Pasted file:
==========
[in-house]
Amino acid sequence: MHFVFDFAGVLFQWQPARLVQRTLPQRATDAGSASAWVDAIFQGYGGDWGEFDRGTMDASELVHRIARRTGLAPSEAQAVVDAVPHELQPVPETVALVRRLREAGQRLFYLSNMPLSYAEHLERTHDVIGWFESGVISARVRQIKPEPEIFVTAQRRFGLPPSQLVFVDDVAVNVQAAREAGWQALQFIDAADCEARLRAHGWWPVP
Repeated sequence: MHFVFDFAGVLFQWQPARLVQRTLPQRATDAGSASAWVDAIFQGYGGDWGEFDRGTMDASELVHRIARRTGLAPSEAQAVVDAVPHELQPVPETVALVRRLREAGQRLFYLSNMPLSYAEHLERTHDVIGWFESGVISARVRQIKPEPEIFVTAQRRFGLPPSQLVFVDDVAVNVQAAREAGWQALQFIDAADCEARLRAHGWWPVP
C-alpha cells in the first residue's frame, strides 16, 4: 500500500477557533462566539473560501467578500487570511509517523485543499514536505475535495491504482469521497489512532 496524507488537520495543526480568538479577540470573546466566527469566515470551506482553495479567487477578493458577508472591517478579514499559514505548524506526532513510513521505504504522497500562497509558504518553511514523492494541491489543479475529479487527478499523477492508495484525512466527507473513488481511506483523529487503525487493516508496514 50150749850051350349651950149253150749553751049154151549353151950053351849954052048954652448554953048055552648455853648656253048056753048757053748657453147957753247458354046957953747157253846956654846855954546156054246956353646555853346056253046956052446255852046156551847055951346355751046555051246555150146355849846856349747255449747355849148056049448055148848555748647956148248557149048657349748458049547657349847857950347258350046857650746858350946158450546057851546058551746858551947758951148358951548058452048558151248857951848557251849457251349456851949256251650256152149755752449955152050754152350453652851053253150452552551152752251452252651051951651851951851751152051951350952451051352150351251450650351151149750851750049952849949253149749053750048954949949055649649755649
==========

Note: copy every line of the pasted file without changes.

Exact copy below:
[in-house]
Amino acid sequence: MHFVFDFAGVLFQWQPARLVQRTLPQRATDAGSASAWVDAIFQGYGGDWGEFDRGTMDASELVHRIARRTGLAPSEAQAVVDAVPHELQPVPETVALVRRLREAGQRLFYLSNMPLSYAEHLERTHDVIGWFESGVISARVRQIKPEPEIFVTAQRRFGLPPSQLVFVDDVAVNVQAAREAGWQALQFIDAADCEARLRAHGWWPVP
Repeated sequence: MHFVFDFAGVLFQWQPARLVQRTLPQRATDAGSASAWVDAIFQGYGGDWGEFDRGTMDASELVHRIARRTGLAPSEAQAVVDAVPHELQPVPETVALVRRLREAGQRLFYLSNMPLSYAEHLERTHDVIGWFESGVISARVRQIKPEPEIFVTAQRRFGLPPSQLVFVDDVAVNVQAAREAGWQALQFIDAADCEARLRAHGWWPVP
C-alpha cells in the first residue's frame, strides 16, 4: 500500500477557533462566539473560501467578500487570511509517523485543499514536505475535495491504482469521497489512532 496524507488537520495543526480568538479577540470573546466566527469566515470551506482553495479567487477578493458577508472591517478579514499559514505548524506526532513510513521505504504522497500562497509558504518553511514523492494541491489543479475529479487527478499523477492508495484525512466527507473513488481511506483523529487503525487493516508496514 50150749850051350349651950149253150749553751049154151549353151950053351849954052048954652448554953048055552648455853648656253048056753048757053748657453147957753247458354046957953747157253846956654846855954546156054246956353646555853346056253046956052446255852046156551847055951346355751046555051246555150146355849846856349747255449747355849148056049448055148848555748647956148248557149048657349748458049547657349847857950347258350046857650746858350946158450546057851546058551746858551947758951148358951548058452048558151248857951848557251849457251349456851949256251650256152149755752449955152050754152350453652851053253150452552551152752251452252651051951651851951851751152051951350952451051352150351251450650351151149750851750049952849949253149749053750048954949949055649649755649